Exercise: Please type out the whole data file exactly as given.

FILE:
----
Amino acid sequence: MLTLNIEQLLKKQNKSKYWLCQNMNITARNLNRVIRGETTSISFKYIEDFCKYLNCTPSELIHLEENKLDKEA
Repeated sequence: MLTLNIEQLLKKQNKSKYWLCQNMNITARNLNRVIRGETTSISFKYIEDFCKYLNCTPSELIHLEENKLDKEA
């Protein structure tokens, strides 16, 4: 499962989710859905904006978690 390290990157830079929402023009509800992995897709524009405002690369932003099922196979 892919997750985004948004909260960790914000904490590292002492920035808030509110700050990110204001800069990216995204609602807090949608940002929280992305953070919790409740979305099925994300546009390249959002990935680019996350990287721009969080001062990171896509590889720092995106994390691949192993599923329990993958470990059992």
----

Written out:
Amino acid sequence: MLTLNIEQLLKKQNKSKYWLCQNMNITARNLNRVIRGETTSISFKYIEDFCKYLNCTPSELIHLEENKLDKEA
Repeated sequence: MLTLNIEQLLKKQNKSKYWLCQNMNITARNLNRVIRGETTSISFKYIEDFCKYLNCTPSELIHLEENKLDKEA
């Protein structure tokens, strides 16, 4: 499962989710859905904006978690 390290990157830079929402023009509800992995897709524009405002690369932003099922196979 892919997750985004948004909260960790914000904490590292002492920035808030509110700050990110204001800069990216995204609602807090949608940002929280992305953070919790409740979305099925994300546009390249959002990935680019996350990287721009969080001062990171896509590889720092995106994390691949192993599923329990993958470990059992």